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The White House

We are honored that the White House featured our Ryo-fu Chardonnay at a recent State Dinner welcoming Japanese Prime Minister Shinzo Abe to the United States. Read more.

Akiko Freeman

LE.PAN: The small Sonoma winery with Asian ambitions; “We don’t manipulate anything. We just try to grow the best fruit and bring out the best of it. That’s our philosophy.” Read more.


San Francisco Chronicle
Freeman Vineyard picks up inspiration from Burgundy

Ken and Akiko Freeman started Freeman Vineyard and Winery in 2001 after being inspired by the fine wines of Burgundy.

With two estate vineyards, Gloria and Yu-ki, the Freemans devote themselves to cool-climate, coastal Pinot Noir, working with other sites within the Sonoma Coast and Russian River Valley to produce five unique Pinots, as well as one Chardonnay from Hawk Hill Vineyard nearby. Everything is made in small quantities with the utmost attention.

Tokyo native Akiko makes the wines, having apprenticed alongside consulting winemaker Ed Kurtzman since the winery’s inception.

Ken has been actively involved in the West Sonoma Coast Vintners, which has applied for a new appellation to be formed, incorporating vineyards like his that lie within a certain proximity of the Pacific Ocean.

Visits ($30) are held in the wine caves and are by appointment from 10 a.m. to 5 p.m. Monday through Saturday and 10 a.m. to 4 p.m. Sunday. They’re private and intimate and, in addition to tasting the wines, visitors will have the chance to experience the Freeman’s small-lot winery and Gloria Vineyard next door.

WHAT TO TRY: The two estate Pinot Noirs are well worth trying side-by-side if possible. The Gloria is from a hillside spot once planted to apples that the Freemans named after its original owner. Yu-ki, from a high-elevation site above Occidental that is surrounded by redwoods, is spicy and sublime. Akiko’s Cuvée is a selection of the best barrels each year.

INSIDE INFO: From Freeman it would be a shame not to head just a tiny bit farther to Freestone’s Wild Flour Bread Bakery for brick-oven breads, scones, fougasse, flatbreads and sticky buns.

Sonoma Index Tribune
Cork ‘pop’ still holds most romantic sway for North Bay winemakers

Would the romantically inclined take their date to a three-star Michelin restaurant, order the Coq au Vin and then ask the sommelier to bring a special bottling, with a screw cap?

It’s possible, if you’re wooing an accountant or dating a oenophile, since a variety of closures now grace the bottles of many an award-winning sip. But for true romance, many will tell you that the chivalry of the cork can never be underestimated.

Billions of closures go onto wine bottles each year – cork, plastic, glass, etc. – but a small-but-mighty contingent are bucking the trend and holding the line for natural cork, as a matter of tradition, pride and yes, even romance.

Vintners Ken and Akiko Freeman are consummate cork lovers who are well aware of the voyage that a real cork makes to get to their Northern California winery, and the testing protocol involved in choosing these stoppers for their coastal chardonnays and pinot noirs.

The Freemans have a boutique winery in Sebastopol on a 20-acre spread with an upscale barn, a spacious cave and an enclave of vines.

On this particular day they’re hosting a chapter of the Chevaliers du Tastevin, an exclusive fraternity of Burgundy lovers. This is a white-tablecloth affair – pop-up extravagance – amid rows of sleepy barrels aging in their chilly cave. In these pre-feast moments guests are tasting barrel samples while Ken explains why his winery will always opt for natural corks, cut from the bark of cork trees.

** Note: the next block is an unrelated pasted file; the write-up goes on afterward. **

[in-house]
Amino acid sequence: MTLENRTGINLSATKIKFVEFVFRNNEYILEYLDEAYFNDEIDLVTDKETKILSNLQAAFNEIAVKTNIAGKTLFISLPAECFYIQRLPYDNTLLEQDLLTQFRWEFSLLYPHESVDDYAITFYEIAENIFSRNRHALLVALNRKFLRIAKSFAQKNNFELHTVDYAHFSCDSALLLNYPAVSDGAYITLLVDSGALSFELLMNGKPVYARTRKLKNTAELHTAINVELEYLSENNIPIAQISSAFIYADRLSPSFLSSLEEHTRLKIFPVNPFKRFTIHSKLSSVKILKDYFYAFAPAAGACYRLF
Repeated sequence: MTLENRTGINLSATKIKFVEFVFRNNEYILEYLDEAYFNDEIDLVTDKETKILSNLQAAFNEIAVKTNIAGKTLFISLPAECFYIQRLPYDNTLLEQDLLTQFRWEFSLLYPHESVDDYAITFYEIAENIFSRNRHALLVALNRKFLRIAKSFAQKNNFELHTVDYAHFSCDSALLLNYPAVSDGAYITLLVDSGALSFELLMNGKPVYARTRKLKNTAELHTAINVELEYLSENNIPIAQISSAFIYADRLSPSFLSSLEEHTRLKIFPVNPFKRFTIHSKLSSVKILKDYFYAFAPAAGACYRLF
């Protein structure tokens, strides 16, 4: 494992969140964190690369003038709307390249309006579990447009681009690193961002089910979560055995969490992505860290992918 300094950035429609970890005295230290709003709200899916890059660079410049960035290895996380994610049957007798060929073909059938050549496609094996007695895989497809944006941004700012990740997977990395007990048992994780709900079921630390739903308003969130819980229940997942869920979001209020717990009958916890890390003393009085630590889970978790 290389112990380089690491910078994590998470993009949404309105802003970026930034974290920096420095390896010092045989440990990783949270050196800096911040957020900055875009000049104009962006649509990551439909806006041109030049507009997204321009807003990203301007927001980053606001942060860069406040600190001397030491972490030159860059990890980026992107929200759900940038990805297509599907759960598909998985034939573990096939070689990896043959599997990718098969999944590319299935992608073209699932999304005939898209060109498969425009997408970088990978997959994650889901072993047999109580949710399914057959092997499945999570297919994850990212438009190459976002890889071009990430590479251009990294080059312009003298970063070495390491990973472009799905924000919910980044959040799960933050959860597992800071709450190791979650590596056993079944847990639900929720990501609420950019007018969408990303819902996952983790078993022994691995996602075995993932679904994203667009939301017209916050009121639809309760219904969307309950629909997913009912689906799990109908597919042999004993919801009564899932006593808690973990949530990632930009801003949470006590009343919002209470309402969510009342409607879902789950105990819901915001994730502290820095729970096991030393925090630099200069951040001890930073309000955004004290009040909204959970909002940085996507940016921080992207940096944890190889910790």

“If you have a screw cap wine it’s extremely difficult to have your wines served at top restaurants,” he says. “The pulling of the cork is part of the fine-dining experience.”

While there are those who would disagree, Ken says he’s speaking from his experience in working with high-end restaurants. His bottlings are on many wine lists, including the French Laundry in Yountville, Single Thread in Healdsburg and Boulevard in San Francisco, among others.

Ken acknowledges corks have a serious downside and it can make even the most expensive wine off-putting. When a wine is deemed “corked,” it means it smells and tastes like wet cardboard, contaminated by a chemical compound called TCA (2,4,6 – trichloroanisole).

To prevent corked wines, Ken says the winery pays a high price for testing and beyond that, Akiko smells every cork before it’s inserted into their bottles. The romance of corks, he says, is worth the fuss.

Weighing in on the amour of corks is Norm Bouton, who drove up from San Francisco with his wife Nan for the cave gathering.

“It’s definitely romantic when you hear that little pop, especially if it’s really a special bottle of wine,” he says.

Norm knows a thing or two about extraordinary wine, cellaring 2,800 bottles.

While wine lovers like Norm are quick to talk about the romance of corks, many are unaware of the odyssey a typical one makes.

The lion’s share of these closures hail from Portugal’s cork forests, according to Peter Weber, executive director of the Cork Quality Council. Dating back more than 150 years, the cork industry in Portugal is based on using the thick bark of this indigenous tree which is harvested every nine years to keep it sustainable, Weber said.

Once the corks are produced into approximately 2 inch stoppers, Weber said, roughly a billion are shipped to the Port of Oakland every year for U.S. businesses.

Most cork companies in the U.S. are based in the San Francisco Bay Area, so Weber said it’s more than likely you’ve passed these stoppers in transit. You see, every week there’s an average of 20 truckloads of wine corks leaving Oakland for one of these cork companies in the North Bay. The two largest in Sonoma County are Petaluma’s Scott Laboratories and Santa Rosa’s MA Silva Corks.